Rebecca Sounds Reveille – 7 Tips to Protect Yourself in the Car – Episode 5 of the 7 series
WATCH SHOW BELOW INTRO ARTICLE
By TLB Media Director & RSR Show Host: Rebecca L. Mahan
The invention of the wheel was a game changer in transportation. We went from the covered wagon to SUV’s and a whole lot in between. What hasn’t changed from the old west to now is the need to be safe while on the road; whether it be a quick jaunt to the store, to work, or traveling across the county, the need for protection still exists.
Statistics have shown car accidents are more likely to occur within a 25 mile radius of your home and The Office of Justice, Bureau of Statistics website shows some very interesting numbers. The site details the most likely place for a carjacking to occur and the percent and type of weapons used during the incident. Here are the highlights:
- Carjacking rates were higher on average during the first 5 years of the 1993-2002 period (2.1 per 10,000 persons each year) than during the last 5 years (1.3 per 10,000).
- Carjacking victimization rates were highest in urban areas, followed by suburban and rural areas. Ninety-three percent of carjackings occurred in cities or suburbs.
- A weapon was used in 74% of carjacking victimizations. Firearms were used in 45% of carjackings, knives in 11% and other weapons in 18%.
(Part of the Carjackings in the United States Series)
Many things can place you as a victim of a crime while driving or being a passenger in a car. Therefore, it is crucial to do what you can to protect yourself.
Here are a few tips to protect yourself in the car:
• Parking- Anytime you park your vehicle, choose a location that is well lit. You want to be able to see the interior of your car before you enter it.
• Visual Inspection- Always, always, always look in your car prior to entering it. You want to ensure no one has entered and hid inside. After checking the interior, check the handles and window seals of your car to ensure no one has tampered with the locks and attempted to gain entry. Check the area around your car before entering, while parked, while stopped at a stop sign or red light, and while you are driving.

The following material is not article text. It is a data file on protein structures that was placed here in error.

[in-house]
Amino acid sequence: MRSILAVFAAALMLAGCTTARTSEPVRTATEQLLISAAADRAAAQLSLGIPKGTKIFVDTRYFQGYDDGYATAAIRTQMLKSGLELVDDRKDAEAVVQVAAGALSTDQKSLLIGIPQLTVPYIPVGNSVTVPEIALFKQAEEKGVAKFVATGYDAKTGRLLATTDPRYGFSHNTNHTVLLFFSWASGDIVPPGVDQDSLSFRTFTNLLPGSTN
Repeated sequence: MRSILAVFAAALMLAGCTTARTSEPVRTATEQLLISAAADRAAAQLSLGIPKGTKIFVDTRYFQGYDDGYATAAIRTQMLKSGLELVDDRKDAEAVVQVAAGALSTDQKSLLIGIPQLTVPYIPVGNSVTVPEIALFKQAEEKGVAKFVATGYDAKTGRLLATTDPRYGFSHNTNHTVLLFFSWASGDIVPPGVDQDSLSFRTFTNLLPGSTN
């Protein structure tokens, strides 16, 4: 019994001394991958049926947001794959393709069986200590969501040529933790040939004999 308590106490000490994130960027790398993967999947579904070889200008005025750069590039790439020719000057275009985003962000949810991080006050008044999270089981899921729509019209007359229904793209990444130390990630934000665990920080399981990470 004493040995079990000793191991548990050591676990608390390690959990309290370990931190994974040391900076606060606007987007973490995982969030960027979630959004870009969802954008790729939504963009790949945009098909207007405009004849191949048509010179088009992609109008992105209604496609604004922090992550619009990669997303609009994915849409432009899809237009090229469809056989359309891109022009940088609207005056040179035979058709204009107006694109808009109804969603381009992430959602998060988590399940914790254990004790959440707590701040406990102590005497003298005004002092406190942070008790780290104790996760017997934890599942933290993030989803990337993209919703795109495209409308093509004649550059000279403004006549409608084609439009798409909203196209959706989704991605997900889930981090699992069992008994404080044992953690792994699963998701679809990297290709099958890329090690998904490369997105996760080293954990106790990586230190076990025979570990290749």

• Keeping car doors locked- Doors should be locked on the vehicle immediately upon entering and exiting the vehicle. This prevents someone getting in while you are in the car and while you are out of the car. One of the most common questions by police and insurance companies when vehicle crimes are reported is- were the car doors locked? (Note: in some states this may determine the type of crime committed. For example, whether the crime is a theft or burglary.)
• Video- Video systems to record what is happening in front of you can not only be helpful in the event of an accident, but can be a tool to record a perpetrator attempting to harm you. There are video systems that plug into your car’s adapter (what used to be called the cigarette lighter adapter) and attached to your interior windshield or rear view mirror. When looking for a good video system, look for one that will stay in one place but allows the camera to swivel in a complete circle. This type will allow you to move the camera in the direction to capture evidence law enforcement will need. Also obtain on that has an SD card and purchase on that has space to hold a lot of recordings.